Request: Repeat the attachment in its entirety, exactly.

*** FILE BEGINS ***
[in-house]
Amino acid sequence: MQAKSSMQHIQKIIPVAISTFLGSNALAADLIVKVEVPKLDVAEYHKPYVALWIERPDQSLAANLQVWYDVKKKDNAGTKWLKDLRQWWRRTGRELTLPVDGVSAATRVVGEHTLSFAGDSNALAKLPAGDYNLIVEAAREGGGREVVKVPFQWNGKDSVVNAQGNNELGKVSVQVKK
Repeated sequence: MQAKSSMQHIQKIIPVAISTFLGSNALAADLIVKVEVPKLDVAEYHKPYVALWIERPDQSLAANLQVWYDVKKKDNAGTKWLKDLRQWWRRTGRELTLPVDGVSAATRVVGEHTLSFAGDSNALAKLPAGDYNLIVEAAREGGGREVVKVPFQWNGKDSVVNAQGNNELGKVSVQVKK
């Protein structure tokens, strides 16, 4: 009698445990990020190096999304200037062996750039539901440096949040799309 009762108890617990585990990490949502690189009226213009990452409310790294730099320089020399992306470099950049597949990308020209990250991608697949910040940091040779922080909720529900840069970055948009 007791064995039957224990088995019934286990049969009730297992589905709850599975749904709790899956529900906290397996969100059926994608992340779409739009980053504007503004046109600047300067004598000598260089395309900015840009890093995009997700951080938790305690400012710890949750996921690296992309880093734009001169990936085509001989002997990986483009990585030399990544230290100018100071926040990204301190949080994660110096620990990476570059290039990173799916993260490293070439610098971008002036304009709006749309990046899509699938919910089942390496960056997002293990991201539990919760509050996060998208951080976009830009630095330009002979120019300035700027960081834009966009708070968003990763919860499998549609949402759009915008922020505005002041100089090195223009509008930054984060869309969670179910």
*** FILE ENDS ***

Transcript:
[in-house]
Amino acid sequence: MQAKSSMQHIQKIIPVAISTFLGSNALAADLIVKVEVPKLDVAEYHKPYVALWIERPDQSLAANLQVWYDVKKKDNAGTKWLKDLRQWWRRTGRELTLPVDGVSAATRVVGEHTLSFAGDSNALAKLPAGDYNLIVEAAREGGGREVVKVPFQWNGKDSVVNAQGNNELGKVSVQVKK
Repeated sequence: MQAKSSMQHIQKIIPVAISTFLGSNALAADLIVKVEVPKLDVAEYHKPYVALWIERPDQSLAANLQVWYDVKKKDNAGTKWLKDLRQWWRRTGRELTLPVDGVSAATRVVGEHTLSFAGDSNALAKLPAGDYNLIVEAAREGGGREVVKVPFQWNGKDSVVNAQGNNELGKVSVQVKK
């Protein structure tokens, strides 16, 4: 009698445990990020190096999304200037062996750039539901440096949040799309 009762108890617990585990990490949502690189009226213009990452409310790294730099320089020399992306470099950049597949990308020209990250991608697949910040940091040779922080909720529900840069970055948009 007791064995039957224990088995019934286990049969009730297992589905709850599975749904709790899956529900906290397996969100059926994608992340779409739009980053504007503004046109600047300067004598000598260089395309900015840009890093995009997700951080938790305690400012710890949750996921690296992309880093734009001169990936085509001989002997990986483009990585030399990544230290100018100071926040990204301190949080994660110096620990990476570059290039990173799916993260490293070439610098971008002036304009709006749309990046899509699938919910089942390496960056997002293990991201539990919760509050996060998208951080976009830009630095330009002979120019300035700027960081834009966009708070968003990763919860499998549609949402759009915008922020505005002041100089090195223009509008930054984060869309969670179910």